At some point in the arc of your interest in films, either professionally or just as an extension of your aesthetic, you have to deal with the questions "Is something good just because I like it?" and "Is something bad just because I don't like it." One of the things I appreciate about your reviews, Stacie, is their unapologetic diffidence when you just don't know how you feel. I've been in that territory a lot with Franco. One the one hand, I really enjoy how he throws narrative out the window in favor of a pure cinematic experience; on the other hand, if you're not on the same page as he is, it sure can be agonizing viewing. But the fact that I have been agonized in the past doesn't make me want to write him off as an artist. Is the ultimate worth of any work of art what's there in front of you while you're watching it? Or can some measure of worth be attributed to what you take away and think about later? Because I've spent as much time thinking about the mood and Ban de Soleil thanatos of Vampiros Lesbos as I have the Gothic ennui of The Haunting. In their own wildly different approaches to what we call story, they are both successful. To me, anyway. And not being able to answer any of these questions I've just posed definitively makes cinema such a good use of time.

Tasha said...

I wanna know why this mystery emailer is googling someone they despise! What were they hoping to discover? Or are they just the kind of person who likes to whip themselves into a rage-frenzy?

Arbogast said...

I wanna know why this mystery emailer is googling someone they despise!

The person wasn't just Googling Jess Franco but "Jess Franco" + "fucking sucks," meaning he or she was looking for other people who not only think the same way that he or she does but express themselves in a similar idiom.

Stacie Ponder said...

I just Googled it myself to see exactly what FG entry came up...it was the Sept 2009 archive- I posted a Jess Franco poster. I have no idea what post "fucking sucks" came from, although knowing my OWN oeuvre, it could be from one of hundreds.

The good news is, my site is now the #1 Google search for "'Jess Franco' + 'fucking sucks'", so the next person searching for it will drive my traffic through the cyber roof!

D Hammontree said...

In all seriousness, I just can't agree that "making a lasting impression" is sufficient to qualify someone as an "artist", much less a worthwhile or interesting artist. That allowance has been responsible for more pretentious, emperor's-new-clothes BS to be foisted on the world than is good for it.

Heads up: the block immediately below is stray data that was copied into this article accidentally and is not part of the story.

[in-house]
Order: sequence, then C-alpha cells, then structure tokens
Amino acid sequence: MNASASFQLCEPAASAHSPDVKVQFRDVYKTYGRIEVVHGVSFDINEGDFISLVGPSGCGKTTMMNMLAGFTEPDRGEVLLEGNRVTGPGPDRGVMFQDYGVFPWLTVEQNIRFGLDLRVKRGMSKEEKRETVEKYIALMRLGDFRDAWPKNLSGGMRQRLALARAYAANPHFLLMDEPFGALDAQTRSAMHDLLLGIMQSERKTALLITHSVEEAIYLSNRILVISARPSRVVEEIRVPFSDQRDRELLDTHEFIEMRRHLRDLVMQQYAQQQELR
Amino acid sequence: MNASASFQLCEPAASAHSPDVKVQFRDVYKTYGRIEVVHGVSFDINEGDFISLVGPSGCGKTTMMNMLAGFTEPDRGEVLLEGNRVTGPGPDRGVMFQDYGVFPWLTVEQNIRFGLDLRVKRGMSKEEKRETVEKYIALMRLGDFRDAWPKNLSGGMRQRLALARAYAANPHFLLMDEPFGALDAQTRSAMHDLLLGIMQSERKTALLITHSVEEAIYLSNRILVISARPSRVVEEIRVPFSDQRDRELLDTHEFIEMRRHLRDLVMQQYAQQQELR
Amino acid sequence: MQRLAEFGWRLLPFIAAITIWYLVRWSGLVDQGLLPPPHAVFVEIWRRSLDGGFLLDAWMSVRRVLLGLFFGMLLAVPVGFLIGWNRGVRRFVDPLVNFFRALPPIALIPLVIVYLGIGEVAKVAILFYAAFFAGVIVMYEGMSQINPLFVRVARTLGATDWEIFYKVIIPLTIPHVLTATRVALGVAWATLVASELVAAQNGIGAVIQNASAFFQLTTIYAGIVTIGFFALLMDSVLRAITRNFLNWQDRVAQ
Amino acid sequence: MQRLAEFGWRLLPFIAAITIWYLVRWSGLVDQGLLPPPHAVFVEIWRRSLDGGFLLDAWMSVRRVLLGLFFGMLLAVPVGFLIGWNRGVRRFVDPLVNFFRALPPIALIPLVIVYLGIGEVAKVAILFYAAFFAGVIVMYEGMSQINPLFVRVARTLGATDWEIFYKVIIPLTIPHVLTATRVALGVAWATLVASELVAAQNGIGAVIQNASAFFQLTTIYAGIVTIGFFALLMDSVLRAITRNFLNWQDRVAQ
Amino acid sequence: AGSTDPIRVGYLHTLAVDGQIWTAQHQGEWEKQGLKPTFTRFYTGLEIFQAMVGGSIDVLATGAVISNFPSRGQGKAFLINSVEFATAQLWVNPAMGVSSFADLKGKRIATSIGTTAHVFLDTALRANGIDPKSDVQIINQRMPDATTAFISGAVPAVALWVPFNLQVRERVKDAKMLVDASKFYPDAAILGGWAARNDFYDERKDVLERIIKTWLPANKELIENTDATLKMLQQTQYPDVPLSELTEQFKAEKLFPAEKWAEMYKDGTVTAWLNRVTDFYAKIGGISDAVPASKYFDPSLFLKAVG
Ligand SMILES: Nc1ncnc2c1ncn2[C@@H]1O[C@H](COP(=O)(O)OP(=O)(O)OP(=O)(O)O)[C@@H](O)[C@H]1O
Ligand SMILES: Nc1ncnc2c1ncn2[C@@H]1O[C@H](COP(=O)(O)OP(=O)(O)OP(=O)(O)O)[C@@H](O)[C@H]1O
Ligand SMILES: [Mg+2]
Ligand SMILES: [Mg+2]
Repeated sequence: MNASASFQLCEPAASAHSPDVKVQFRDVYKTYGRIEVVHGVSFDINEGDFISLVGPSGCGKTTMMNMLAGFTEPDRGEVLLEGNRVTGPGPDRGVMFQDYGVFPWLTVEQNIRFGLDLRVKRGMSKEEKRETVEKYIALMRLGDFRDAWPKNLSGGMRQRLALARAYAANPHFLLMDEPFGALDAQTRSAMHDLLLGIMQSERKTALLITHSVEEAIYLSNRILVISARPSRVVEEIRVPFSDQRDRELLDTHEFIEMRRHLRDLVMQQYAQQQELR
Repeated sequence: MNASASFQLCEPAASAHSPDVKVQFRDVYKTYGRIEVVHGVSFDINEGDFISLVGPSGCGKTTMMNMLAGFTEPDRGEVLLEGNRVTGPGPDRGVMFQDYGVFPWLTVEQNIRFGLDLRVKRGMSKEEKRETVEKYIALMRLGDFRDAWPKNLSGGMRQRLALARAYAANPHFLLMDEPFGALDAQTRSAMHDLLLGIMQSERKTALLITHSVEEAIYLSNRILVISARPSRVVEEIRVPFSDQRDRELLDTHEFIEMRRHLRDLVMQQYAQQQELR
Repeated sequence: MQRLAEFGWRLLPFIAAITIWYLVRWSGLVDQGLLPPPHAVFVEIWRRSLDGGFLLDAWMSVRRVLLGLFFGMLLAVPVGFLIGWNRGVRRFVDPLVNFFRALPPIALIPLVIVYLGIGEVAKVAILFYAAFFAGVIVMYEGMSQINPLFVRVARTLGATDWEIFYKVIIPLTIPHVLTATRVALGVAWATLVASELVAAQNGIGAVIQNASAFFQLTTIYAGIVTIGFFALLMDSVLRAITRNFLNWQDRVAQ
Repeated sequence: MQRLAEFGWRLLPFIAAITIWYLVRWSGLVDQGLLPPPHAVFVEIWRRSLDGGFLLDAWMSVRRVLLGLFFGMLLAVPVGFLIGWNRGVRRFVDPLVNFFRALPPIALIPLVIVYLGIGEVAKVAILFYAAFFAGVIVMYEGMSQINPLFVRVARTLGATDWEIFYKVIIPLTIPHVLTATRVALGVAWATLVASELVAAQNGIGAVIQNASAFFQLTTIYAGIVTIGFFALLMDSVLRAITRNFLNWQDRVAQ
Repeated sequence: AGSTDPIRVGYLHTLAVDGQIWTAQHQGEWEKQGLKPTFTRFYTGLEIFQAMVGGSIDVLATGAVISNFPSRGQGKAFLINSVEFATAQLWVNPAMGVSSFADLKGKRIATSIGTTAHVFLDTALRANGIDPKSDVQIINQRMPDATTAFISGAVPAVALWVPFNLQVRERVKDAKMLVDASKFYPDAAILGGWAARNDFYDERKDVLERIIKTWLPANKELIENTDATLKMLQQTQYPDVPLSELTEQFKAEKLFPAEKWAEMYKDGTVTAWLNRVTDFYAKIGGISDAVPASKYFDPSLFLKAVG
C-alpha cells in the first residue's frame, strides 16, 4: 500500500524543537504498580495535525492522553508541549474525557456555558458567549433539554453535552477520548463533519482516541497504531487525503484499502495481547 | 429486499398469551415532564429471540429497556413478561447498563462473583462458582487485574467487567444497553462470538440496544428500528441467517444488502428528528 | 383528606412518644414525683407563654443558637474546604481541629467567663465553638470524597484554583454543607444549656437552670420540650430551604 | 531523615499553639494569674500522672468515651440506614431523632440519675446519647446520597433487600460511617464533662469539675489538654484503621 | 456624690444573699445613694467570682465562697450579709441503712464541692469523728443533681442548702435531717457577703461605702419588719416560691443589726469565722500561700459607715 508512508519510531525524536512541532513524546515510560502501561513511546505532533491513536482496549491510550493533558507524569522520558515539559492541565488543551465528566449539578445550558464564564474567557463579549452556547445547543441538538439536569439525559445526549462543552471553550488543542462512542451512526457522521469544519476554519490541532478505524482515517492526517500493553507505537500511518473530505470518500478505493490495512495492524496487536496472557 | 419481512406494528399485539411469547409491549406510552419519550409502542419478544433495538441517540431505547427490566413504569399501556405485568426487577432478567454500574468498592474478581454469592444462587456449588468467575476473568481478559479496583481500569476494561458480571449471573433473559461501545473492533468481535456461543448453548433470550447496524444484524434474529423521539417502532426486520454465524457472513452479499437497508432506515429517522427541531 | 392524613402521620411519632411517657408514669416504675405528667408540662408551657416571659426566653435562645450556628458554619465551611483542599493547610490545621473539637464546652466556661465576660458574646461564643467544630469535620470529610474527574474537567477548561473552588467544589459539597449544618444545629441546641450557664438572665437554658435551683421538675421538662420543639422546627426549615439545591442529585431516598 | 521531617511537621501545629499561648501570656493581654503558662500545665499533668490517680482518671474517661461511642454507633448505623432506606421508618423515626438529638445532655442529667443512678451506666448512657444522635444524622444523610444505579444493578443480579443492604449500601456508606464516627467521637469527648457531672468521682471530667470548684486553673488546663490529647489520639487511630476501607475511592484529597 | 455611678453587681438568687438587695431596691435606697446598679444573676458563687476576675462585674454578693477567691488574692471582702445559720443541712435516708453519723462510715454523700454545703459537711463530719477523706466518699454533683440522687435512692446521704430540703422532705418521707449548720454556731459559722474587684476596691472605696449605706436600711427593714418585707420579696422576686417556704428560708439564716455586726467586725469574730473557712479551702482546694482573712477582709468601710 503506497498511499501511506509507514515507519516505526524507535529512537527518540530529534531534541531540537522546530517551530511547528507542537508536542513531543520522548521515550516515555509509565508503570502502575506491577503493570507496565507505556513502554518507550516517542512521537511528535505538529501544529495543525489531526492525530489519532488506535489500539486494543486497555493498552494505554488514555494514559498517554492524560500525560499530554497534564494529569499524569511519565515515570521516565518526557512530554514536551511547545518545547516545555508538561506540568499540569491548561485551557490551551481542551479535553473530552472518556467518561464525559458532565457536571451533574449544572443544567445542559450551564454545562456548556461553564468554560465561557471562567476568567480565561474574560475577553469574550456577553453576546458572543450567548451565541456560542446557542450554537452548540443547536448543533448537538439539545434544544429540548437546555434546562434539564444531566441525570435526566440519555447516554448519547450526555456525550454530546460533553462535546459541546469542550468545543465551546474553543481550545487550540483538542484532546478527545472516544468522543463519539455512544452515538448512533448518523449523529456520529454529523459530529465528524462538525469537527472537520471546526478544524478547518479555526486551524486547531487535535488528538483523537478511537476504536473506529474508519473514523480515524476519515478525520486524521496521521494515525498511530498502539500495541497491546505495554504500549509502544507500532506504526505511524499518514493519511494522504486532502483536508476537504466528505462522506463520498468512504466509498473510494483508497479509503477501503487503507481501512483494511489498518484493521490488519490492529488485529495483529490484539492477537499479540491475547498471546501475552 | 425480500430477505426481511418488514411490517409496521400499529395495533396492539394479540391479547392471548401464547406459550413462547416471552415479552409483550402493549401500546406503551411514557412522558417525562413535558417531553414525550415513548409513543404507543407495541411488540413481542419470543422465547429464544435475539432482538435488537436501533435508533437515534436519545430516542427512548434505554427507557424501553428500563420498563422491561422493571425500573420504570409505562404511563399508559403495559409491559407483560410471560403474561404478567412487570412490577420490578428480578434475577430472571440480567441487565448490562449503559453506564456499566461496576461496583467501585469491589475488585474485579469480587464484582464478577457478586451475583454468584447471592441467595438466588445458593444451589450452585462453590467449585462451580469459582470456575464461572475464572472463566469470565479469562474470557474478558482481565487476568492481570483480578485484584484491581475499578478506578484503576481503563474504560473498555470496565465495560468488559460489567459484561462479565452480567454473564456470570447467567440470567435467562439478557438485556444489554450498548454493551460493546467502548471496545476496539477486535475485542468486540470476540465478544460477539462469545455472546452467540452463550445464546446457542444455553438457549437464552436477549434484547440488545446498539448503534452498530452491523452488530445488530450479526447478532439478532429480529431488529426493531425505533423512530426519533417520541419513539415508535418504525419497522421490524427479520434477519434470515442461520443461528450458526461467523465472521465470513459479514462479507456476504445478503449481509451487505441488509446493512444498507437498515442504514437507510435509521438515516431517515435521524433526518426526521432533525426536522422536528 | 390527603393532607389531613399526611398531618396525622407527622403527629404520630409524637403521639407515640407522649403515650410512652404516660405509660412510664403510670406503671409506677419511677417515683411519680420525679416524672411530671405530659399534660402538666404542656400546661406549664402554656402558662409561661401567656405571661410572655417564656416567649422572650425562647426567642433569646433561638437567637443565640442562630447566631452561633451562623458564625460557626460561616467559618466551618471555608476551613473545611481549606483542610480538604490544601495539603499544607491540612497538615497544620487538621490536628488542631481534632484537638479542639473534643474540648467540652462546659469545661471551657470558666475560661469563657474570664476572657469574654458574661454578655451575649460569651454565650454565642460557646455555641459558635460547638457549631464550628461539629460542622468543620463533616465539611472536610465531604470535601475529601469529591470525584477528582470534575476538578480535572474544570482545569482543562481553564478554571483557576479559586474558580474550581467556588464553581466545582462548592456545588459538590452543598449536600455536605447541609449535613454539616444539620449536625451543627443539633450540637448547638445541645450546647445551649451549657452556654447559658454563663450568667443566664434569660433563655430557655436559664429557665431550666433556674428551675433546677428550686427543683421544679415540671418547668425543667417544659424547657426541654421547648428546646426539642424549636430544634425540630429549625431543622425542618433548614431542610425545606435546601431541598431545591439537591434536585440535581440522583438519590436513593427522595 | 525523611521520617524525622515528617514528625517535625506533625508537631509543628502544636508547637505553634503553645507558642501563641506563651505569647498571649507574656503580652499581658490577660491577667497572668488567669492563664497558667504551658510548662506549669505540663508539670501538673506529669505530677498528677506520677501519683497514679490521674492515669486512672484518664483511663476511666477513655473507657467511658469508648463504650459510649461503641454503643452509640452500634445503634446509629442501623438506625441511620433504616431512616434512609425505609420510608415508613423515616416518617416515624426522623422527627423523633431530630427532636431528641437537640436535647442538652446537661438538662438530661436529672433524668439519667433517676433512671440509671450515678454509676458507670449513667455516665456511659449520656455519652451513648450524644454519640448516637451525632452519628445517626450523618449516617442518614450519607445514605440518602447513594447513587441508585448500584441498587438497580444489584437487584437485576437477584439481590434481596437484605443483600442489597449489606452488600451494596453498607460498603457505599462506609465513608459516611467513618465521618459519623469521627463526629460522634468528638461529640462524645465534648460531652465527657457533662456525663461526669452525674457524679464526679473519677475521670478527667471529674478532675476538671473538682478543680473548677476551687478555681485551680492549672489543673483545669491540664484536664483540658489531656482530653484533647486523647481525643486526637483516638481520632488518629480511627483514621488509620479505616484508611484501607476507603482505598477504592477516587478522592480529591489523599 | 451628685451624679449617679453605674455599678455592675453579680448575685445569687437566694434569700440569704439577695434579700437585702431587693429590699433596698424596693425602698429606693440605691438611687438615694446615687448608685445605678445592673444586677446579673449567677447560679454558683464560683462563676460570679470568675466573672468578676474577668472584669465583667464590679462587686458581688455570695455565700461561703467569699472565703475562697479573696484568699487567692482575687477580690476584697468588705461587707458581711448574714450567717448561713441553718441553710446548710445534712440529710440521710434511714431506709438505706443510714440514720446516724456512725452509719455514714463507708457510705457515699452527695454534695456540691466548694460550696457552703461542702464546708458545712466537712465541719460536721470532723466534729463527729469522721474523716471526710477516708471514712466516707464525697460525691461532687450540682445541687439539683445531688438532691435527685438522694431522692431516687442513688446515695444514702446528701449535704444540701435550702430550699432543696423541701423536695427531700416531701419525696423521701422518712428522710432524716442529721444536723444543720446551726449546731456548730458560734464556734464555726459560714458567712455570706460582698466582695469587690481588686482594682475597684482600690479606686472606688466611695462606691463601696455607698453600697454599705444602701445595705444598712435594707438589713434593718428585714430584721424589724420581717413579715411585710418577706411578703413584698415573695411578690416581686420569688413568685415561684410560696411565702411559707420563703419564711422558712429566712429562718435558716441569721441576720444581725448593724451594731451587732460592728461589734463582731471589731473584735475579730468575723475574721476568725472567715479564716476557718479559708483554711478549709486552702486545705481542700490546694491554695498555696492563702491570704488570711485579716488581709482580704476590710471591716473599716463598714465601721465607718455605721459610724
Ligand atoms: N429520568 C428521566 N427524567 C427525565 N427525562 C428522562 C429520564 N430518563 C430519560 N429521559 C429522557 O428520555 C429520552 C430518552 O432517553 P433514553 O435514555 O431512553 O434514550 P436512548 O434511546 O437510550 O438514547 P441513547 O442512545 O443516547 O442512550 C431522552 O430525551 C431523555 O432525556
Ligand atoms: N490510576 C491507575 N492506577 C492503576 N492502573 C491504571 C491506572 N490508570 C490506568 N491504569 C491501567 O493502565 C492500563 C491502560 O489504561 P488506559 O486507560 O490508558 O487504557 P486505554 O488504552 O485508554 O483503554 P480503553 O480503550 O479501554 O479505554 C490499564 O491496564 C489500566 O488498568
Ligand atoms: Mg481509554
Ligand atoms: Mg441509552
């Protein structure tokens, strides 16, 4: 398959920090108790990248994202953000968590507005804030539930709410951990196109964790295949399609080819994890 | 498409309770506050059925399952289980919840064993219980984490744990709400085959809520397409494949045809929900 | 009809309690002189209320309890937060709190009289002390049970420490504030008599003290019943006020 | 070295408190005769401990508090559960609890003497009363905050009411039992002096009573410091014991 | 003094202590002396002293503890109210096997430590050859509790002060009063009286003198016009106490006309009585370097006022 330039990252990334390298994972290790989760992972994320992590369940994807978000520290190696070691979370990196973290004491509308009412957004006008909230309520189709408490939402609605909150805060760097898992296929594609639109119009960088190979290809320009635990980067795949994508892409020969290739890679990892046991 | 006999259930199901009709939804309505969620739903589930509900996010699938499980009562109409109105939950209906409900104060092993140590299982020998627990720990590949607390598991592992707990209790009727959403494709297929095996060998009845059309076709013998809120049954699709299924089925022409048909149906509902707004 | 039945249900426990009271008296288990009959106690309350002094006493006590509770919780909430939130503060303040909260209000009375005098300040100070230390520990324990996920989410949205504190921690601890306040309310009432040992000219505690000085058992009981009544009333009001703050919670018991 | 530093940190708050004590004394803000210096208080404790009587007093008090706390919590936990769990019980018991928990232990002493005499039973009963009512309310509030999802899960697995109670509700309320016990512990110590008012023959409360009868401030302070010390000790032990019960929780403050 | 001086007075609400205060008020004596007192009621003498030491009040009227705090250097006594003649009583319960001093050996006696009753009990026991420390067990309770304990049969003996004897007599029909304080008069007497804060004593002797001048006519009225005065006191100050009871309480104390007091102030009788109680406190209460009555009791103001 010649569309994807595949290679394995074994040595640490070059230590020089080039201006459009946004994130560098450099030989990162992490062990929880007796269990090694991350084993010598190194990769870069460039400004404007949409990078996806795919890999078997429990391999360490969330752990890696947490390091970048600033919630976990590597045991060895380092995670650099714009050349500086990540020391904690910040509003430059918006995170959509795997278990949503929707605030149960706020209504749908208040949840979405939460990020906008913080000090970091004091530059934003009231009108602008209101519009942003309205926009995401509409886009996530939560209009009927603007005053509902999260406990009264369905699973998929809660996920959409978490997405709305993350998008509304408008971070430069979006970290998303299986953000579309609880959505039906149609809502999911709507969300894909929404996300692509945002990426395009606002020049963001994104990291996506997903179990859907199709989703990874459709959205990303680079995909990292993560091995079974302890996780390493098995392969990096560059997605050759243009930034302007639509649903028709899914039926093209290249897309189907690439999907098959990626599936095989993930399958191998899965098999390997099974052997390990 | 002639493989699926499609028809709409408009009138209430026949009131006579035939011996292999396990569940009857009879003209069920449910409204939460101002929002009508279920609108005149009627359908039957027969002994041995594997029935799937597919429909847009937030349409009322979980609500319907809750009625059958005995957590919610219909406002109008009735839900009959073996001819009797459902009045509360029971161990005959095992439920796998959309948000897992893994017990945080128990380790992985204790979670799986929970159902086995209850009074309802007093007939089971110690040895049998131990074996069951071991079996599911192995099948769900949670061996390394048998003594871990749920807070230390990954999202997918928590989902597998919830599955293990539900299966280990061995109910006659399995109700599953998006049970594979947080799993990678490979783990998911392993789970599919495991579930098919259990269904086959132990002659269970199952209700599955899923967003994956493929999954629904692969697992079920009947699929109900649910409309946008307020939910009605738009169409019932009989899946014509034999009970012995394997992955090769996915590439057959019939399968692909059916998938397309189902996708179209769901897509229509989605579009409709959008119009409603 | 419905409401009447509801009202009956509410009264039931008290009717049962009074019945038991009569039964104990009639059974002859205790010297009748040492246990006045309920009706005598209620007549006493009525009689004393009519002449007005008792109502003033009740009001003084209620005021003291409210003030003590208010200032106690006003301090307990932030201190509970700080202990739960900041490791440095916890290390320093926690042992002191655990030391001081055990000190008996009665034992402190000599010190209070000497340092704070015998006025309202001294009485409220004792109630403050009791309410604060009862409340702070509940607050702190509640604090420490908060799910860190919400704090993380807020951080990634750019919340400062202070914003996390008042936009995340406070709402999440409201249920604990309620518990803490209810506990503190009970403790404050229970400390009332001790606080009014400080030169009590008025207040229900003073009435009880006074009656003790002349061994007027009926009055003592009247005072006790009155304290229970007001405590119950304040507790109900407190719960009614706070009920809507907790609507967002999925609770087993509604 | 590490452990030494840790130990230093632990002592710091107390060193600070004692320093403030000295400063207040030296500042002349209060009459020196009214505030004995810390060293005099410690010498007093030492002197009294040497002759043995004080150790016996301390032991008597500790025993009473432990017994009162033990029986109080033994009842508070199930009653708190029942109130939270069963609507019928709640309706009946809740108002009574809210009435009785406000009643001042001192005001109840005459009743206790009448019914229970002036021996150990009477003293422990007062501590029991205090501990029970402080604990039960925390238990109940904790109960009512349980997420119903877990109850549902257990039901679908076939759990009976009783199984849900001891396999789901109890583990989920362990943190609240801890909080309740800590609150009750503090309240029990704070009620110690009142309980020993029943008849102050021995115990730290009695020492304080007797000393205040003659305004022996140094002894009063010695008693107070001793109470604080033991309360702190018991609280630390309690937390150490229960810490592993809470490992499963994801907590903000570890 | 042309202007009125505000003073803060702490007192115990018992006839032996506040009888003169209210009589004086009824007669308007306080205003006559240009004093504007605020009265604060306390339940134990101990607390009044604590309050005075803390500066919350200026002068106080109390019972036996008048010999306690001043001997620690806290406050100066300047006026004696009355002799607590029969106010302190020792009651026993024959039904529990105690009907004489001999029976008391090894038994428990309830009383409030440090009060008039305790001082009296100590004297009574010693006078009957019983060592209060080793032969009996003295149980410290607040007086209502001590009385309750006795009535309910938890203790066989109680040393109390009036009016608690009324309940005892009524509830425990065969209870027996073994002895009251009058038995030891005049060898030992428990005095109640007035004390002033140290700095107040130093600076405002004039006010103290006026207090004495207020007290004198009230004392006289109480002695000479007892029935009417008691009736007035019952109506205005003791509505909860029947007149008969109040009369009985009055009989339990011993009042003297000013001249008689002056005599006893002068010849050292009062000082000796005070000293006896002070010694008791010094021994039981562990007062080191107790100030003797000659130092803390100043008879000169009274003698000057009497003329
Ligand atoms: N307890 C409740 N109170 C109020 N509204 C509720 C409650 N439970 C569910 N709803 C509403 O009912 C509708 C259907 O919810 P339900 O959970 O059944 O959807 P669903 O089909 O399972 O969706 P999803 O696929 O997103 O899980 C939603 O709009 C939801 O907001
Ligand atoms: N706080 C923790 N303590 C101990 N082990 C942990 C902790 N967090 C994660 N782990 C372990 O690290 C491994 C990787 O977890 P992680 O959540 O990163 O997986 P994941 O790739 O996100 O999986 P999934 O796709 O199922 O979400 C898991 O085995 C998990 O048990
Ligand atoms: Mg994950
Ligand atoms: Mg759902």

By extension, I also can't agree that subjectivity is unlimited and unbounded by any aspect of reality. I certainly don't believe my own personal likes and dislikes are strictly determinitive of quality (as my love of trashy cinema and McDonald's cheeseburgers, and my visceral aversion to opera demonstrate). But a world where it can't be claimed with any degree of certainty whatsoever that Mozart was more talented than Paris Hilton is a world where everything is essentially meaningless.

I'm not going to say that no one can get anything out of Franco's work. Used chewing gum that you find on the floor at the mall probably still has some flavor in it, and you can invent all kinds of ways to interpret the experience, if you choose to. Saying that that validates the process is silly, and that's something that I wish more "art critics" understood. Me, I've seen every morsel of Lina Romay's gorgeous body, and I thank Franco for that. But even that blessing doesn't fool me into thinking he has any actual talent.

thomwade said...

Something that makes me chuckle in this debate is tat one of the big defenses of Franco-more so than his skill as a film maker it seems-is "It used to be hard to get to see naked girls!"

Not making judgement, merely made me smile. :)

Arbogast said...

And you used to have to poop in a wooden shed in the backyard and draw water from a pump! Strange but true.

Arbogast said...

Seriously (although everything I just wrote is true), the comment about the former rarity of readily available nudity and sexually adventurous material wasn't presented as a defense of Jess Franco, more of a contextualization. For a lot of us who came to Franco 20-30 years ago, it was a different world than those curious about his work today. It makes a difference.

Arbogast said...

And finally (I mean, for this sitting)...

I just can't agree that "making a lasting impression" is sufficient to qualify someone as an "artist"...

I'd be curious to hear your definition of artist.

That allowance has been responsible for more pretentious, emperor's-new-clothes BS to be foisted on the world than is good for it.